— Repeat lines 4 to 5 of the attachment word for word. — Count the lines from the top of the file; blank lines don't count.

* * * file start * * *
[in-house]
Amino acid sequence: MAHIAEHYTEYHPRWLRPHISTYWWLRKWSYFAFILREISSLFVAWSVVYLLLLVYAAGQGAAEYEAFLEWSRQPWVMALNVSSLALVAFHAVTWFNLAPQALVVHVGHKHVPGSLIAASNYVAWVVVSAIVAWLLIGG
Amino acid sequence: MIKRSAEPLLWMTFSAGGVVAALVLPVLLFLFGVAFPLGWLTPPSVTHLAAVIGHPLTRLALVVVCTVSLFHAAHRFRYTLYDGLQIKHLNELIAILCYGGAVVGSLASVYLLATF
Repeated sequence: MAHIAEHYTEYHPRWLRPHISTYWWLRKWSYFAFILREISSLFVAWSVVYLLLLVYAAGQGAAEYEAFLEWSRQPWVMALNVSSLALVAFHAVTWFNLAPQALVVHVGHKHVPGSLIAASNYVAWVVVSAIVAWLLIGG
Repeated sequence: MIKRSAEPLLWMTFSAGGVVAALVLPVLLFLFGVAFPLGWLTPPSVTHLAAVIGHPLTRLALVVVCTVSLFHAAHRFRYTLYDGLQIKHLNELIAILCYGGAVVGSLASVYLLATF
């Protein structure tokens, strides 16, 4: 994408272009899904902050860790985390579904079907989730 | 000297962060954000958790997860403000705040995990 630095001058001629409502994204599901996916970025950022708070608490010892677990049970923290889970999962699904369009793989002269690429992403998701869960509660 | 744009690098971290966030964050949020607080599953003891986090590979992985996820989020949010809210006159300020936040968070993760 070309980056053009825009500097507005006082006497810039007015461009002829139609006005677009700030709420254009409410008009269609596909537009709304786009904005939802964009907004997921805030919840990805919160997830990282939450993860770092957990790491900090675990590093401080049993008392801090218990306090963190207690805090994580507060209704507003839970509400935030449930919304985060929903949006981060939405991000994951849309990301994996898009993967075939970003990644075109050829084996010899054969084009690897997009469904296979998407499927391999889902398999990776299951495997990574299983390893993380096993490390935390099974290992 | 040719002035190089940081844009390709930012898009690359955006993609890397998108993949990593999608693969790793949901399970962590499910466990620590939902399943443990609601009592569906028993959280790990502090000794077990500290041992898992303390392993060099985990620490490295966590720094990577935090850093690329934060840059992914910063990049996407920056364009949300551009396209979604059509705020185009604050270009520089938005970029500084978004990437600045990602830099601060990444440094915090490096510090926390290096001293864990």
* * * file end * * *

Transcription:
Repeated sequence: MAHIAEHYTEYHPRWLRPHISTYWWLRKWSYFAFILREISSLFVAWSVVYLLLLVYAAGQGAAEYEAFLEWSRQPWVMALNVSSLALVAFHAVTWFNLAPQALVVHVGHKHVPGSLIAASNYVAWVVVSAIVAWLLIGG
Repeated sequence: MIKRSAEPLLWMTFSAGGVVAALVLPVLLFLFGVAFPLGWLTPPSVTHLAAVIGHPLTRLALVVVCTVSLFHAAHRFRYTLYDGLQIKHLNELIAILCYGGAVVGSLASVYLLATF